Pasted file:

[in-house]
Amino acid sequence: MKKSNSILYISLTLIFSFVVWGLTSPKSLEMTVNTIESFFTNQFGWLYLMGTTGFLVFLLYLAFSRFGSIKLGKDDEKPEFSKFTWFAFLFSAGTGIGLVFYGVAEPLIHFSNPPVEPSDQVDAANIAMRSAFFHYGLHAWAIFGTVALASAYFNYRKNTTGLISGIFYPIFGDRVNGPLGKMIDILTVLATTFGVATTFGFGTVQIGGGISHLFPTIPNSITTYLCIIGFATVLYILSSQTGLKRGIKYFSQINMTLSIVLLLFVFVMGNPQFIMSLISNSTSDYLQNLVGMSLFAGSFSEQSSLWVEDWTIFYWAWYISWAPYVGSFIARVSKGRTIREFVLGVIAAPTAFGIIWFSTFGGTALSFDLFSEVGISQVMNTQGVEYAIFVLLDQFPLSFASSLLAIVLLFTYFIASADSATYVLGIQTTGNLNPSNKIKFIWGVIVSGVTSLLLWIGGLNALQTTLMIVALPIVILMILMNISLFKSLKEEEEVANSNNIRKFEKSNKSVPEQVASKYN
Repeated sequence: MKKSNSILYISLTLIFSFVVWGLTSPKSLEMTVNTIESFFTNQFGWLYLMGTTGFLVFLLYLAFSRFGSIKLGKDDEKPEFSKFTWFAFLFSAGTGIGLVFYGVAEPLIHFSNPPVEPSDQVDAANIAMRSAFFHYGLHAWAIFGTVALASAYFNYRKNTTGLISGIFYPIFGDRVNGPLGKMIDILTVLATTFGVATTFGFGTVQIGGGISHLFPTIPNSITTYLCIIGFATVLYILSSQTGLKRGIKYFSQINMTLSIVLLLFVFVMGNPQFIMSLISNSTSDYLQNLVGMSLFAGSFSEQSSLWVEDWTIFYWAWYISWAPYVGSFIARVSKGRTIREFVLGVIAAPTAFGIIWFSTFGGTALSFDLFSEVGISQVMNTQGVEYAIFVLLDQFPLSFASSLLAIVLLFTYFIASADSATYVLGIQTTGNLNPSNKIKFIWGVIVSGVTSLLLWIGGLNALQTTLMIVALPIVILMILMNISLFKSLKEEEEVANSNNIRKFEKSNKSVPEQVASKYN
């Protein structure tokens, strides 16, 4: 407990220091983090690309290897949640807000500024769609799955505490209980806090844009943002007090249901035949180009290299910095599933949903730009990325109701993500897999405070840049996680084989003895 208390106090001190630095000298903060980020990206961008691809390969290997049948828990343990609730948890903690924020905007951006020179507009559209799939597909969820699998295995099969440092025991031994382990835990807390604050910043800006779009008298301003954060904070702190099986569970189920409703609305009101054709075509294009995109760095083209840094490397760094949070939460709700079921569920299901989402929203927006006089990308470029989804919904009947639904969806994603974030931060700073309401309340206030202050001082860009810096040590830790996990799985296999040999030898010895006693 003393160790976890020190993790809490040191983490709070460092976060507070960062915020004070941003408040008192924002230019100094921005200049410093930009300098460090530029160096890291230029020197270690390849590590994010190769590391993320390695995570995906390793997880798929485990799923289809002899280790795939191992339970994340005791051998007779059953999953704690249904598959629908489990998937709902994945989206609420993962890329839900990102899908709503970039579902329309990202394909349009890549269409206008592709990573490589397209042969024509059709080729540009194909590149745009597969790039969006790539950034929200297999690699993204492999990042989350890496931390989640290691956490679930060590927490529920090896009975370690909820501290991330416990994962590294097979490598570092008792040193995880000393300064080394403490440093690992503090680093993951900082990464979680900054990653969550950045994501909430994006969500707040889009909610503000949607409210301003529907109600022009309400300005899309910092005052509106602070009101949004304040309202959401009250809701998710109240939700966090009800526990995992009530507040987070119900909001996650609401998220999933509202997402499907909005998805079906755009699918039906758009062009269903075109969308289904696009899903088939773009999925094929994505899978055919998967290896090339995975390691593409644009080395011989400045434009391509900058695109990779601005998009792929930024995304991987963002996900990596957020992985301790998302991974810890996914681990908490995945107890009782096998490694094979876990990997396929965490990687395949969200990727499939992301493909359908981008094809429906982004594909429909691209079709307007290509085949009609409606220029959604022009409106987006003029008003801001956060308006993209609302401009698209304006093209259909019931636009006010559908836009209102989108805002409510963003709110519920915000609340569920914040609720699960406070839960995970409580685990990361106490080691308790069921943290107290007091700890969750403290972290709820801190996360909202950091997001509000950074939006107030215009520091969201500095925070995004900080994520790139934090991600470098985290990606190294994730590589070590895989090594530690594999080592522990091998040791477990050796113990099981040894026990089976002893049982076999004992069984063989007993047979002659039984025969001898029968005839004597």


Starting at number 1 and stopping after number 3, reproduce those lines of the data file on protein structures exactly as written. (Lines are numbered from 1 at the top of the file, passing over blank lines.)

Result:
[in-house]
Amino acid sequence: MKKSNSILYISLTLIFSFVVWGLTSPKSLEMTVNTIESFFTNQFGWLYLMGTTGFLVFLLYLAFSRFGSIKLGKDDEKPEFSKFTWFAFLFSAGTGIGLVFYGVAEPLIHFSNPPVEPSDQVDAANIAMRSAFFHYGLHAWAIFGTVALASAYFNYRKNTTGLISGIFYPIFGDRVNGPLGKMIDILTVLATTFGVATTFGFGTVQIGGGISHLFPTIPNSITTYLCIIGFATVLYILSSQTGLKRGIKYFSQINMTLSIVLLLFVFVMGNPQFIMSLISNSTSDYLQNLVGMSLFAGSFSEQSSLWVEDWTIFYWAWYISWAPYVGSFIARVSKGRTIREFVLGVIAAPTAFGIIWFSTFGGTALSFDLFSEVGISQVMNTQGVEYAIFVLLDQFPLSFASSLLAIVLLFTYFIASADSATYVLGIQTTGNLNPSNKIKFIWGVIVSGVTSLLLWIGGLNALQTTLMIVALPIVILMILMNISLFKSLKEEEEVANSNNIRKFEKSNKSVPEQVASKYN
Repeated sequence: MKKSNSILYISLTLIFSFVVWGLTSPKSLEMTVNTIESFFTNQFGWLYLMGTTGFLVFLLYLAFSRFGSIKLGKDDEKPEFSKFTWFAFLFSAGTGIGLVFYGVAEPLIHFSNPPVEPSDQVDAANIAMRSAFFHYGLHAWAIFGTVALASAYFNYRKNTTGLISGIFYPIFGDRVNGPLGKMIDILTVLATTFGVATTFGFGTVQIGGGISHLFPTIPNSITTYLCIIGFATVLYILSSQTGLKRGIKYFSQINMTLSIVLLLFVFVMGNPQFIMSLISNSTSDYLQNLVGMSLFAGSFSEQSSLWVEDWTIFYWAWYISWAPYVGSFIARVSKGRTIREFVLGVIAAPTAFGIIWFSTFGGTALSFDLFSEVGISQVMNTQGVEYAIFVLLDQFPLSFASSLLAIVLLFTYFIASADSATYVLGIQTTGNLNPSNKIKFIWGVIVSGVTSLLLWIGGLNALQTTLMIVALPIVILMILMNISLFKSLKEEEEVANSNNIRKFEKSNKSVPEQVASKYN